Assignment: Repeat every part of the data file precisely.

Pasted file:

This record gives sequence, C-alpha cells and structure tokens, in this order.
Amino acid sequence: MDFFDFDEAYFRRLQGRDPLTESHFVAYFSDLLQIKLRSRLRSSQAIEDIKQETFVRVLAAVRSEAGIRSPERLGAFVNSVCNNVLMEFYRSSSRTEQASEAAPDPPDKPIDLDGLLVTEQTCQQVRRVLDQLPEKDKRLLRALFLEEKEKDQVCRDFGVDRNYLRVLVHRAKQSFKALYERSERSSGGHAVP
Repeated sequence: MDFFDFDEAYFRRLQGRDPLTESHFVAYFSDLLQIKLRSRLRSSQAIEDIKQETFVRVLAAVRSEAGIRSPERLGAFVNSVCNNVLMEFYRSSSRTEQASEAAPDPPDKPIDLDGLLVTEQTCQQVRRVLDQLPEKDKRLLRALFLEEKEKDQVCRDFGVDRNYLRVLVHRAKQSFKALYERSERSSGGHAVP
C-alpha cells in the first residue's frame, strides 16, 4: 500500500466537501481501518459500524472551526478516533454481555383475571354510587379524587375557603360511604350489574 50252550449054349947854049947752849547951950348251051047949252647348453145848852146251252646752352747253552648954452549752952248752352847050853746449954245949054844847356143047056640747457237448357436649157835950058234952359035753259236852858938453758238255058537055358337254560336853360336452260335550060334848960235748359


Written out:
This record gives sequence, C-alpha cells and structure tokens, in this order.
Amino acid sequence: MDFFDFDEAYFRRLQGRDPLTESHFVAYFSDLLQIKLRSRLRSSQAIEDIKQETFVRVLAAVRSEAGIRSPERLGAFVNSVCNNVLMEFYRSSSRTEQASEAAPDPPDKPIDLDGLLVTEQTCQQVRRVLDQLPEKDKRLLRALFLEEKEKDQVCRDFGVDRNYLRVLVHRAKQSFKALYERSERSSGGHAVP
Repeated sequence: MDFFDFDEAYFRRLQGRDPLTESHFVAYFSDLLQIKLRSRLRSSQAIEDIKQETFVRVLAAVRSEAGIRSPERLGAFVNSVCNNVLMEFYRSSSRTEQASEAAPDPPDKPIDLDGLLVTEQTCQQVRRVLDQLPEKDKRLLRALFLEEKEKDQVCRDFGVDRNYLRVLVHRAKQSFKALYERSERSSGGHAVP
C-alpha cells in the first residue's frame, strides 16, 4: 500500500466537501481501518459500524472551526478516533454481555383475571354510587379524587375557603360511604350489574 50252550449054349947854049947752849547951950348251051047949252647348453145848852146251252646752352747253552648954452549752952248752352847050853746449954245949054844847356143047056640747457237448357436649157835950058234952359035753259236852858938453758238255058537055358337254560336853360336452260335550060334848960235748359